Share Email Print

Proceedings Paper

Motion detection and pattern tracking in microscopical images using phase correlation approach
Author(s): Evgeny Gladilin; Constantin Kappel; Roland Eils
Format Member Price Non-Member Price
PDF $17.00 $21.00

Paper Abstract

High-throughput live-cell imaging is one of the important tools for the investigation of cellular structure and functions in modern experimental biology. Automatic processing of time series of microscopic images is hampered by a number of technical and natural factors such as permanent movements of cells in the optical field, alteration of optical cell appearance and high level of noise. Detection and compensation of global motion of groups of cells or relocation of a single cell within a dynamical multi-cell environment is the first indispensable step in the image analysis chain. This article presents an approach for detection of global image motion and single cell tracking in time series of confocal laser scanning microscopy images using an extended Fourier-phase correlation technique, which allows for analysis of non-uniform multi-body motion in partially-similar images. Our experimental results have shown that the developed approach is capable to perform cell tracking and registration in dynamical and noisy scenes, and provides a robust tool for fully-automatic registration of time-series of microscopic images.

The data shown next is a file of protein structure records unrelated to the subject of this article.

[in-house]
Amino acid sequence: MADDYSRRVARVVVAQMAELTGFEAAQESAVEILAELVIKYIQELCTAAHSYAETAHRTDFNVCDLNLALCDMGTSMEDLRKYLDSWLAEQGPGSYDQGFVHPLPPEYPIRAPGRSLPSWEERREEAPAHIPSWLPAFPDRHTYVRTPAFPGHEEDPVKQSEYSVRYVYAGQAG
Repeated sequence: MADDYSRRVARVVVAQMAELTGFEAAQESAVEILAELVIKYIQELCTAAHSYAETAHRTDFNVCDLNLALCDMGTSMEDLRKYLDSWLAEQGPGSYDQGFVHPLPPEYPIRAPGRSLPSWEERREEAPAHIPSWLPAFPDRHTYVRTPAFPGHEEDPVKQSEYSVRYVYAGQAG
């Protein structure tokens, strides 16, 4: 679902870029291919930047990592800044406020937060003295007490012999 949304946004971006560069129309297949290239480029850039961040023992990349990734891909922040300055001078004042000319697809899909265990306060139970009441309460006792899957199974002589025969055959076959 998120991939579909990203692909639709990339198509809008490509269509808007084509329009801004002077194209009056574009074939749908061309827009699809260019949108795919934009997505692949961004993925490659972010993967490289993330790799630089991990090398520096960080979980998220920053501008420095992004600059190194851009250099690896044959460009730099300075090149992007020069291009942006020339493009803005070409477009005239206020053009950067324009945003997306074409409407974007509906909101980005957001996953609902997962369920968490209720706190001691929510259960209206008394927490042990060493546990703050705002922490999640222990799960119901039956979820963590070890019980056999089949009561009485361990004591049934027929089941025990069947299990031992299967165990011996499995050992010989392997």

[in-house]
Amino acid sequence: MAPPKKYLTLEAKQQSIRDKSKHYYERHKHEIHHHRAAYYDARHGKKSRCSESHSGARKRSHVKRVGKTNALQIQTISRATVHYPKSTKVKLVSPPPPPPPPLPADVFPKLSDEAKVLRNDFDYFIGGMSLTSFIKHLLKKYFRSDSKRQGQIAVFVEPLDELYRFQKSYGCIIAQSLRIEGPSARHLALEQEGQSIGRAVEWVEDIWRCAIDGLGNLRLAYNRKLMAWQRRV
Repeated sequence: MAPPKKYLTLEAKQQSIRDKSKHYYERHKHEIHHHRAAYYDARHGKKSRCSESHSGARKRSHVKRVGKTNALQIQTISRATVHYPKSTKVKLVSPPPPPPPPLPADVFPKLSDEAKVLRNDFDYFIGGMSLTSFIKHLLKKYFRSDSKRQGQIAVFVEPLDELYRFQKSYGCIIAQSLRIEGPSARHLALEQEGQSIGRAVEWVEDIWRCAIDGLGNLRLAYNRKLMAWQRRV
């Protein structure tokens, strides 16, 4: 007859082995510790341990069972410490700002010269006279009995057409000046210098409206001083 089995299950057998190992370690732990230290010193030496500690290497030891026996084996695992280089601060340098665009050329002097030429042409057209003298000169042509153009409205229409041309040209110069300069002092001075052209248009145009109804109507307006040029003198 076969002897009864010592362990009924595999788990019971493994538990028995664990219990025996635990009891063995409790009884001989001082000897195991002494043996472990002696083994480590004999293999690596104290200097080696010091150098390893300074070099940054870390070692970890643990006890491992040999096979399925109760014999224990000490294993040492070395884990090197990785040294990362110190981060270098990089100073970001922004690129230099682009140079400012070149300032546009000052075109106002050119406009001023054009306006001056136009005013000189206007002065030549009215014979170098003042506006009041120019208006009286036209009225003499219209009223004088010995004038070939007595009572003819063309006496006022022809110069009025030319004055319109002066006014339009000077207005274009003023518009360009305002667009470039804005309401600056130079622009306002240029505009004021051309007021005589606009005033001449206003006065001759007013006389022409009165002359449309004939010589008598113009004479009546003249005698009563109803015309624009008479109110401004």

Paper Details

Date Published: 8 March 2007
PDF: 9 pages
Proc. SPIE 6512, Medical Imaging 2007: Image Processing, 65121V (8 March 2007); doi: 10.1117/12.698141
Show Author Affiliations
Evgeny Gladilin, German Cancer Research Ctr. (Germany)
Constantin Kappel, German Cancer Research Ctr. (Germany)
Roland Eils, German Cancer Research Ctr. (Germany)

Published in SPIE Proceedings Vol. 6512:
Medical Imaging 2007: Image Processing
Josien P. W. Pluim; Joseph M. Reinhardt, Editor(s)

© SPIE. Terms of Use
Back to Top
Sign in to read the full article
Create a free SPIE account to get access to
premium articles and original research
Forgot your username?